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ADB’s Work in Myanmar

Hope and Possibilities

Bagan temples
Numerous temples dot the landscape in Bagan

Until 2011, Myanmar was one of the world’s most isolated economies. Today, it is one of Asia’s fastest-growing economies and ADB is an active partner in this renaissance.

Myanmar has experienced historic and fundamental transitions since 2011, and is now flourishing and experiencing rapid economic growth. Decades of direct military rule have been replaced by a democratically elected government. A shift from central planning toward an open market economy is under way, active conflict in a number of ethnic states is being managed through a peace process, and many parts of the country are now relatively stable. Development partners have resumed country operations, and international sanctions have been lifted. The government has initiated wide-ranging economic, social, and governance reforms. These stimulated economic growth at an average rate of 7.9% during 2012–2015, and improved human development outcomes.

From isolation to reengagement

Myanmar joined ADB in 1973, but operations were put on hold in 1988, when the country entered a period of economic and political isolation. Even so, some activity continued during those years through Myanmar’s participation in the Greater Mekong Subregion Economic Cooperation Program, for which ADB acts as secretariat, as well as through economic monitoring.

ADB reengaged with Myanmar in 2012, and set about supporting Myanmar’s economic and social transition.

“This is a historic tipping point for Myanmar,” Stephen Groff, vice-president of operations for East Asia, Southeast Asia, and the Pacific, said at a ceremony marking the resumption of ADB lending to Myanmar in 2013. “We are focusing first on the building blocks for stability and sustainability, which will ultimately lead to major investments in road, energy, irrigation and education projects, as well as investments in other sectors.”

In a short period of time, ADB has laid strong foundations, rebuilding relationships and dialogue with government, civil society, and the private sector and providing knowledge and capacity-building support. It has built a significant country program focused on infrastructure (particularly transport and energy), rural development, and education and training.

ADB was also quick to establish a strong country presence. ADB is the only development partner to have its main office in the capital, Nay Pyi Taw, with a second office in Yangon where other development partners, embassies, and major private sector and civil society organizations are located. This has helped ADB improve its understanding of the challenges facing Myanmar and the intricacies of operating in the country’s formative period of its development.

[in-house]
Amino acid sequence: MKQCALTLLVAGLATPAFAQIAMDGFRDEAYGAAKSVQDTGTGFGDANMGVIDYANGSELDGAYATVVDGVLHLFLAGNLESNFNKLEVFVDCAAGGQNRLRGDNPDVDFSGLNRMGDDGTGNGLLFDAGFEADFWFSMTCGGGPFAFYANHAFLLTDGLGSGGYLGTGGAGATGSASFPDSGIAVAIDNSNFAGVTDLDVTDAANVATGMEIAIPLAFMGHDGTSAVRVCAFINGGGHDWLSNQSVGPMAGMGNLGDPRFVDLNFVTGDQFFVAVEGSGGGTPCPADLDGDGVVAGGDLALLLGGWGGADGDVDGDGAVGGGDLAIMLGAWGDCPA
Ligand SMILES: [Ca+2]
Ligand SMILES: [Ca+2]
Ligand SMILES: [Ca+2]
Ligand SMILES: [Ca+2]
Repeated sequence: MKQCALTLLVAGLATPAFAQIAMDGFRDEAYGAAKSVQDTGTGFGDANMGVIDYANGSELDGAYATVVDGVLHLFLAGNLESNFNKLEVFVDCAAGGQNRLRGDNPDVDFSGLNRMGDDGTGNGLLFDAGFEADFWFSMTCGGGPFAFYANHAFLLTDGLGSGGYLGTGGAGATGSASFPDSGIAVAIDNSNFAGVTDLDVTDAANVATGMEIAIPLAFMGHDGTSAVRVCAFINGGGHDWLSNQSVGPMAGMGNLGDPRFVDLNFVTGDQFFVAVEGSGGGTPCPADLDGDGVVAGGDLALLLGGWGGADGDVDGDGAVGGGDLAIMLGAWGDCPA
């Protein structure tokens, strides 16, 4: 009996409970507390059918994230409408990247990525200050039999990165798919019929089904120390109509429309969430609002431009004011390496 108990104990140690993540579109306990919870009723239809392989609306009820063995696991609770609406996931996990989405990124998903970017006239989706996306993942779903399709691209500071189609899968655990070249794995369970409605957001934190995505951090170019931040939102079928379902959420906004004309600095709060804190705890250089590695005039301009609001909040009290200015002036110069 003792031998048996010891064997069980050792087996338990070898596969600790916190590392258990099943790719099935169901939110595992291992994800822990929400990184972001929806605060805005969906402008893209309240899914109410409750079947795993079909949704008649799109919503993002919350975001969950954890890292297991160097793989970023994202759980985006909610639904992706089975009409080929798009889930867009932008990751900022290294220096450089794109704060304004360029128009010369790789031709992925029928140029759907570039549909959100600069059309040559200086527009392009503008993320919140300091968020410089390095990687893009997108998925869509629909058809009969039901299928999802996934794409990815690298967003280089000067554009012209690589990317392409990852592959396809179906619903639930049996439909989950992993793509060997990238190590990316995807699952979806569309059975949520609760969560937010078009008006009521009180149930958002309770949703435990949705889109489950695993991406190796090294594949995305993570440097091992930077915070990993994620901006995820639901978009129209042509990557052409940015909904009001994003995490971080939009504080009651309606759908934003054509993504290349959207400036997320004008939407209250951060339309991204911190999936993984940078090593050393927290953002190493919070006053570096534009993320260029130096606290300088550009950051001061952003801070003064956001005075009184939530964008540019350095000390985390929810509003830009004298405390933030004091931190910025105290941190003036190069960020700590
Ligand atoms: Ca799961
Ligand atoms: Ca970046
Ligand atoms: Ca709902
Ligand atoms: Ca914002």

“We have been on a steep learning curve,” said Winfried Wicklein, ADB’s former country director in Myanmar. “Close consultation and participation with all the main development stakeholders helps ADB to be more relevant and responsive to the country’s needs and priorities.”

"We thank ADB for its increasing and active support to Myanmar since its reengagement with the country in 2012."

Kyaw Win
Minister of Planning and Finance

Accelerating Myanmar’s transition

Since resuming operations in 2012, ADB has built up a $1.2 billion sovereign portfolio that includes energy transmission and distribution in and around the country’s main commercial centers, road transport improvement along its main trade corridors, urban infrastructure in Mandalay city, and irrigation infrastructure. It has also supported education reforms and efforts to equip youth with the skills needed in a modern economy.

Yangon Central Railway Station
Yangon Central Railway Station

Rebuilding the country’s road system was a key priority and ADB was not new to the task. In the 1980s, ADB had helped upgrade about 250 kilometers of the road from Yangon to Pyay. Travel times decreased and economic activity improved after the completion of the Yangon–Pyay Road Improvement Project.